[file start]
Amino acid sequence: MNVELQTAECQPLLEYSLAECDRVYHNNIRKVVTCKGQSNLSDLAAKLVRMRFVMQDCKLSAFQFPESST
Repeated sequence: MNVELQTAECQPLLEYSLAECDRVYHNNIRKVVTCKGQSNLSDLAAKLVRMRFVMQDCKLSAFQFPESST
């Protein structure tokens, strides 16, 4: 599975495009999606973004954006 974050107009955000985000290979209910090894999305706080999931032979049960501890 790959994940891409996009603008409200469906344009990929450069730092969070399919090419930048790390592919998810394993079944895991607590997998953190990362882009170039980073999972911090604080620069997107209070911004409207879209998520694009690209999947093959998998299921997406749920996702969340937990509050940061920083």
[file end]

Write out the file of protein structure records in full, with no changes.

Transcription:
Amino acid sequence: MNVELQTAECQPLLEYSLAECDRVYHNNIRKVVTCKGQSNLSDLAAKLVRMRFVMQDCKLSAFQFPESST
Repeated sequence: MNVELQTAECQPLLEYSLAECDRVYHNNIRKVVTCKGQSNLSDLAAKLVRMRFVMQDCKLSAFQFPESST
């Protein structure tokens, strides 16, 4: 599975495009999606973004954006 974050107009955000985000290979209910090894999305706080999931032979049960501890 790959994940891409996009603008409200469906344009990929450069730092969070399919090419930048790390592919998810394993079944895991607590997998953190990362882009170039980073999972911090604080620069997107209070911004409207879209998520694009690209999947093959998998299921997406749920996702969340937990509050940061920083």